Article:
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The Daily Bucket is a regular feature of the Backyard Science group.  It is a place to note any observations you have made of the world around you.  Insects, weather, meteorites, climate, birds and/or flowers.  All are worthy additions to the bucket.  Please let us know what is going on around you in a comment.  Include, as close as is comfortable for you, where you are located.
1 foot tide, not quite dead low, but still daylight
February 5, 2013

Spring means daffydowndillies, or crocuses, or singing blackbirds, and it is all those things, but for intertidal beach explorers in the Northwest, it also means the return of the daylight lower low tides (the other daily low tide, the higher of the two, isn't low enough to see much). In winter, there are some wonderfully extreme low tides, but they are always in the middle of the night. It is possible to walk around with a flashlight, but....it's just not the same.

This afternoon there was a low enough tide before sunset to see some old friends, down at MacKaye harbor, in the San Juan Islands, on a fairly protected sandy beach, starting with some shy horse clams (Tresus capax).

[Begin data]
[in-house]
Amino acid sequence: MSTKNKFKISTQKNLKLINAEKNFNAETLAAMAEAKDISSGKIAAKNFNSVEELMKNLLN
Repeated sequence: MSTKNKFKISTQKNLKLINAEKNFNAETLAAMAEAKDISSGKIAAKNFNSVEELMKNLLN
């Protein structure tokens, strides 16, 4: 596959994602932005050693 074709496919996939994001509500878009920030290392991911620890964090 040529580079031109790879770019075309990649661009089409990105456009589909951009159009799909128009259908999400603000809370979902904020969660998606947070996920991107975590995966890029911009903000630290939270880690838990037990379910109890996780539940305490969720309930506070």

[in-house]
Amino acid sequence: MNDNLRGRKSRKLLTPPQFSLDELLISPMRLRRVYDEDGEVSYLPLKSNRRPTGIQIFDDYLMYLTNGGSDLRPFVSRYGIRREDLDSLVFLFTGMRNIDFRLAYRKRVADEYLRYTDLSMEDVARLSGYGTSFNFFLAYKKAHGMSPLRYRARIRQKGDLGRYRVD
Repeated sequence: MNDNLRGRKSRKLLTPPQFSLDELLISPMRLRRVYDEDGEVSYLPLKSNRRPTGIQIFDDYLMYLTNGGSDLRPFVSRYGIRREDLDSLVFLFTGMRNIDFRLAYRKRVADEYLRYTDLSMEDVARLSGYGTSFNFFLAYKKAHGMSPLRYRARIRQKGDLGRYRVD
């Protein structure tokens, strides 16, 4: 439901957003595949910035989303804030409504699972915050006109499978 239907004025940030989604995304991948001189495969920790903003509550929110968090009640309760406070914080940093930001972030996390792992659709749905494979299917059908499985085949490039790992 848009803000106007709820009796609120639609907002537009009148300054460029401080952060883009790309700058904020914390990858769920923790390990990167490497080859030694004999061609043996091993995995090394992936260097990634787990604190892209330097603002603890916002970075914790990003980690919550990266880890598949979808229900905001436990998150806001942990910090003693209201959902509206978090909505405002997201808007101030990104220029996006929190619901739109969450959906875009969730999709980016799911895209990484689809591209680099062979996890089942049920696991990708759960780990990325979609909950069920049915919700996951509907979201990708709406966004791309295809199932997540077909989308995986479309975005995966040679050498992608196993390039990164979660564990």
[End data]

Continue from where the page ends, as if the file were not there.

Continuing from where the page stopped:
horse clam siphons
As filter feeders, they reveal just the ends of their siphons. When disturbed, the clam squirts out water out as it burrows into the sand for protection, becoming more streamlined. In moments this fellow will be 2-3 feet deep, foiling predators like gulls.

OK, I poked one. But it got me back. Squirted salt water straight into my camera. Ooops. Shook the water off the camera, and took the next photo from the side. There were lots of them right down by the water line (a caveat: if it's hours before the return of the tide, or a hot day, I don't play with them this way - their water contains dissolved oxygen).

shoots 3 feet up, when it's in a hurry
nothing left but a hole, in seconds
If dug up (which takes a shovel and furious digging), you can see how Tresus can't pull its siphons all the way in, so it has an open space between the closed shells. For this reason, Tresus is also known as the gaper clam. That's a lot of meat there.
shells closed tight
empty horse clam
Lots of empties washed up on the beach, but it takes a low tide to see live clams. This is springtime for me!

What's happening in your early February neighborhood?

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